The Pulse

Why Did Nehru Want the People’s Republic of China in the United Nations?

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The Pulse

Why Did Nehru Want the People’s Republic of China in the United Nations?

What history tells us about India’s support for the PRC in the 1950s.

Why Did Nehru Want the People’s Republic of China in the United Nations?
Credit: Indian Ministry of External Affairs

A basic insight from international relations theory is that as the power of a country increases, so does its ambition. India is no different in this regard. As its military and economic power has increased in recent times, so has its desire to gain recognition and play an important role in world politics.

A key aspect has been India’s demand that it be accorded a seat as a permanent member at the UN Security Council. Indian leaders have used various platforms including the UN General Assembly to remind the international community of India’s suitability as a permanent member. The results have not been entirely disappointing. Prominent powers like the United States, the United Kingdom, France, and Russia have shown enthusiasm toward India’s call for membership to different degrees at various points.

However, a notable opponent has been the People’s Republic of China (PRC). In the contemporary context, this is not surprising given that India and PRC do not enjoy the smoothest of relationships. The two have a long, disputed border running along the Himalayas that has given rise to considerable tension and war-mongering, most recently during the face-off in the Doklam region in 2017. India and China are also engaged in seeking influence and strategic toeholds in the South Asian region and the Indian Ocean region. With both countries being led by nationalist leaders, the competition has become very keen.

However, the PRC’s unwillingness to back India’s bid at the UN is surprising when viewed over a longer time horizon. For, in the 1950s, India was a strong advocate that PRC be admitted to the UN and that it take China’s seat as permanent member at the Security Council, which was at that time occupied by the Republic of China (Taiwan). Since the emergence of PRC in 1949, China had been represented by the ROC’s Chiang Kai-shek regime and not by Mao’s PRC. The United States was instrumental in denying the PRC the seat at the UN owing to Cold War calculations. It was Jawaharlal Nehru who advocated PRC’s case as regards the UN.

Why did Nehru back the PRC’s case for UN membership? Some believe that this was Nehru’s ploy to appease Mao in light of increasing acrimony between India and PRC in the 1950s. Unwilling to ramp up military expenditure, the theory goes, Nehru found it prudent to humor Mao and stave off any showdown. Others argue that Nehru’s misplaced enthusiasm for Asian solidarity, where he saw India and the PRC as being fellow travelers in the broader historical journey, led to him supporting the PRC. Broadly, most ascribe Nehru’s stand to his idealism and lack of appreciation about the “truth” of international relations – that power matters and needs to be engaged wisely.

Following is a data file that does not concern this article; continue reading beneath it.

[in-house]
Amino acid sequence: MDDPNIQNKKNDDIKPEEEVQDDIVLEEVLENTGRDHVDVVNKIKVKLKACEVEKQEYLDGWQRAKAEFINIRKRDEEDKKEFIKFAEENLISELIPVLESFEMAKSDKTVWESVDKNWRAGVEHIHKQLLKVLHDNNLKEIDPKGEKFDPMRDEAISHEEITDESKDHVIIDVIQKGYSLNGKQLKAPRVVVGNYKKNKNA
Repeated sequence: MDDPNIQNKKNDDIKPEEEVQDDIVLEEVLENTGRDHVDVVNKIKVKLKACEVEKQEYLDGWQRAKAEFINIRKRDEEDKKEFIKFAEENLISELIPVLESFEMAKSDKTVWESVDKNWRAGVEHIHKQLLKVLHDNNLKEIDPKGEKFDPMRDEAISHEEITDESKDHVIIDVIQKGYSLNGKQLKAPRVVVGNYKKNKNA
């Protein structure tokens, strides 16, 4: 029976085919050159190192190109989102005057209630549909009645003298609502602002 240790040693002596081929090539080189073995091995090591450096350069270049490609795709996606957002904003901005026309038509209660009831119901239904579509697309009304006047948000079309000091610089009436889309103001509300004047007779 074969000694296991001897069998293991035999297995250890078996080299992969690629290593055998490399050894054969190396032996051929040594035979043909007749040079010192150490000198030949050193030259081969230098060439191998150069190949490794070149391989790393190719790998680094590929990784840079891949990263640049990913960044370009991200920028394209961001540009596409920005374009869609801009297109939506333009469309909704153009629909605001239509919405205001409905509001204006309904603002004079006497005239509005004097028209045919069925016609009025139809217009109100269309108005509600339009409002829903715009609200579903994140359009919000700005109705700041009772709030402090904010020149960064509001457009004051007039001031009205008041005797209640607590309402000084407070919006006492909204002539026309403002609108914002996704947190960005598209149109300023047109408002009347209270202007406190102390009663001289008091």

There is no doubt that Nehru did loathe the amoral politics of his times and the zero-sum rivalry that world politics was caught in. However, what many have totally missed is that Nehru’s reasons for supporting the PRC at the UN had a lot to do with his reading of history and his views of the salience of power among nations.

To understand Nehru’s stand, one needs to set the clock back to the early years of the 20th century. A reading of the great power politics of that time had convinced Nehru that great powers ought not to be shunned by their peers. Instead they had to be accommodated in global organizations commensurate to their standing and power. Not doing so led them to become dissatisfied and difficult entities that constituted a threat to stability. Nehru believed that the shoddy treatment meted out to Germany after World War I and its sense of humiliation saw it drawing closer to another dissatisfied and ostracized country – the USSR. In April 1922 Germany signed the Treaty of Rapallo with Russia, which heightened tensions in Europe. Timely action by the British allowed for Germany’s rehabilitation and it became a League of Nations member in 1926. The Great Depression, however, let loose forces within Germany that saw it again become a threat to stability.

Meanwhile, the USSR was a perpetual outcast and persona non grata in international relations in the interwar years.  In 1927 Nehru underlined that the Soviet Union “suffers from a fear complex and the efforts of her many enemies to form combinations against her, haunt her and sometimes drive her to cruel excesses.” Towards the end of World War I, the USSR “had to meet attacks from the East, the South and the West…they were outcasts from the human family and all the world seemed to be against them.”

To Nehru, it was clear that great powers had to be accommodated and not vilified since the latter action could make them unpredictable and dangerous. It is this logic that guided his behavior toward the PRC as regards its place in the UN.